He sits down, writes the tough examination, and passes easily. He worries he may have failed, and goes over his work. He wonders right until the mark comes through, and erupts with pleasure when he realises he has passed. Like a rocket reaching orbit, he feels weightless and ecstatic.

Who would you rather be? Is worry that evil, if upon having worried you are better prepared to move on from defeat, and all the more overjoyed at victory?

What about food?

He eats an expensive, well presented meal. The end.

Or:

She sits down slowly in front of the table. In the kitchen, its door near her seat, she smells the subtle hints of flavour, and hears the sizzle of the divine meats. The smells invite her, and draw her in. Before she knows it, she is upon her feet, walking towards the kitchen door. She stops herself and returns to the hard, cold wooden table, and sits before her mat, knives and forks. A starter comes first, a small chocolate thing. She lets the smell overcome her, and holds it up to her nose. She eyes it out, and pushes its texture against her mouth, not eating it, yet. She lets the smell captivate her, until, without realising it, she has nibbled just a little bit off. She swirls it across her mouth, squeezes it, sucks upon its chocolaty veins of pleasure, and lets it rest in her mouth for ages, until it has dissolved. She slowly swallows, and places the morsel against her lips again, until, without knowing it, she has nibbled a small little piece again. Pleasure hits her subconscious and lights up her face. Her scarlet lips move into a slight, then great and potent smile. She giggles and laughs in delight, and releases soft, high sounds of delight. In half an hour, the morsels are all eaten, and she moves happily to the main course.

Meals at the best restaurants are often smaller, but should be enjoyed in the same time as a larger selection of food.

The smell, the texture, the heat, the taste, upon all the senses, is heightened, and heightens the experience. Without hope and dread, without worry and anticipation, what is there left in life, but boredom of a present not hyped up beforehand?

Mindfulness and calm are great things in moments of chaos, but like all things, they should be carefully moderated. Otherwise, life is empty, and achievements are but the void, and the nothingness semblant of unimportant things.

Wednesday, December 14, 2016

Larry Lessig is lying about potentially flipping 20 Donald Trump GOP electoral college voters.

Larry Lessig told Politico that his group, Electors Trust, has been approached by 20 Republican electors for free legal advice on whether or not they can be Faithless Electors and vote for someone other than Donald Trump to be President of the United States of America. Media report that this is half the number of Faithless Electors needed to thwart an electoral college vote for Trump.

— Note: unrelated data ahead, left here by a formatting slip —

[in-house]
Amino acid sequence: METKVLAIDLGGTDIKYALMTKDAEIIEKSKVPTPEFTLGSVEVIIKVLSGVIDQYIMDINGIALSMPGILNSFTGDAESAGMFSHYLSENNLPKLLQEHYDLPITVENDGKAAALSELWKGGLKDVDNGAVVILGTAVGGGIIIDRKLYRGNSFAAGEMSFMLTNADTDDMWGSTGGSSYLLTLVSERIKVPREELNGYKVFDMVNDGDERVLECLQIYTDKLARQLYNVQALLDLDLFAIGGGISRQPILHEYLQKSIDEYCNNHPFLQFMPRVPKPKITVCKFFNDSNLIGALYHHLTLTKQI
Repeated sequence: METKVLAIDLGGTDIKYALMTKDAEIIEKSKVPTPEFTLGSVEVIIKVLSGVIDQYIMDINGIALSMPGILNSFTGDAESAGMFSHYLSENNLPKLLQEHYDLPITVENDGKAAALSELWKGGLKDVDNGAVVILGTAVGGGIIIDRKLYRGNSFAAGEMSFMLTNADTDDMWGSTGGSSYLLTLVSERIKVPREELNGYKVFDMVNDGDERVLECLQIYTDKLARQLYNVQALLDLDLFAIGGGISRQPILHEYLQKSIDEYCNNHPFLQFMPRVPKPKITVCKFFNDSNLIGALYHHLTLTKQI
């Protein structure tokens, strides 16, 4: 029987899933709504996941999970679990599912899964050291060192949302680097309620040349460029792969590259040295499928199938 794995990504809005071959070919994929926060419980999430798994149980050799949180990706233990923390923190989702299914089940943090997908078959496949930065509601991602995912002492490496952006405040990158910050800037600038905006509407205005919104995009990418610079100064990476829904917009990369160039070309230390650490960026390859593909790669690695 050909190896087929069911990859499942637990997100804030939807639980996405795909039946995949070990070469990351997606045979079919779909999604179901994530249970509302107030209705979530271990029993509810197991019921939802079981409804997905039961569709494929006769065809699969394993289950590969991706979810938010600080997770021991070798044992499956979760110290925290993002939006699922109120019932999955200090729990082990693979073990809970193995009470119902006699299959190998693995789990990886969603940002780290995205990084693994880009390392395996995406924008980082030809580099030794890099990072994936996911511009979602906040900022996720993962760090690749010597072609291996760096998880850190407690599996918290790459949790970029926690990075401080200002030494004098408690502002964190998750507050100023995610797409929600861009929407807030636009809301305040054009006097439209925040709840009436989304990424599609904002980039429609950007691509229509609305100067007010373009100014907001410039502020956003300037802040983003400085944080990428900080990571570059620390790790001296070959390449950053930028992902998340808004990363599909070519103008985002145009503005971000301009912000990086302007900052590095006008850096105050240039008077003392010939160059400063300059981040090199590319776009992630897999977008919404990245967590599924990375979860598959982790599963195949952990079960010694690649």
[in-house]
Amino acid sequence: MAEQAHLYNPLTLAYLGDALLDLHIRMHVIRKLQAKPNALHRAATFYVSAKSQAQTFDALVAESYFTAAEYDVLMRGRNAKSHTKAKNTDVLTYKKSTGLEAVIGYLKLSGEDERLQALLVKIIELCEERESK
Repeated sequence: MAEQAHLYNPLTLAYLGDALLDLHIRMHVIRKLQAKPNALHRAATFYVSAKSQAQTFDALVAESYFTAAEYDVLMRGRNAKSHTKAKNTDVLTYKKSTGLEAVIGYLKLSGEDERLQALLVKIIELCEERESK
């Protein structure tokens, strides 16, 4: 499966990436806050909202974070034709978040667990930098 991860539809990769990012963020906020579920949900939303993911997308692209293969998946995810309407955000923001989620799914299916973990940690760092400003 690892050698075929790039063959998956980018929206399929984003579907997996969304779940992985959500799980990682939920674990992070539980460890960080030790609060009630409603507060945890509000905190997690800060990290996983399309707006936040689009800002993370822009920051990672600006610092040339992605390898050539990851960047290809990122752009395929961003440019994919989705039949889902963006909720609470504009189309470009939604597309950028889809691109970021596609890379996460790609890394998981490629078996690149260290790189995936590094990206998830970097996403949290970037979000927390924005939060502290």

So, how likely is he to be telling the truth?

Is there a conflict of interest? Larry Lessig is a former Democrat presidential contender.



For a start, Politico introduces him as not just a Harvard Law professor. University lecturers in the United States of America usually veer to the left of the political spectrum. Barack Obama went to Harvard, before becoming a professor at the University of Chicago. Larry Lessig himself is certainly on the left, having been a Democratic nominee for President at one stage. That stage, being this year, 2016, where he withdrew before the Primaries.

What are the chances of mass faithless electors joining hands?

There have been 157 Faithless Electors in the history of the American nation, a rather small number overall. None has ever been able to change the outcome of an election, and, generally, they did it because their conscience could not countenance a candidate. Three of those 157 abstained from voting at all.

As for what Democrats want Trump voters to do:

'Only 82 electors in history have voted against their state’s popular vote for personal reasons. Another 71 electors have changed their votes after the death of a candidate. None of those instances have ever changed the outcome of an election, according to data compiled by the nonprofit group FairVote. ' Jonathan Easley and Ben Kamisar, 'Electoral College voters under intense pressure', The Hill, 13 December 2016.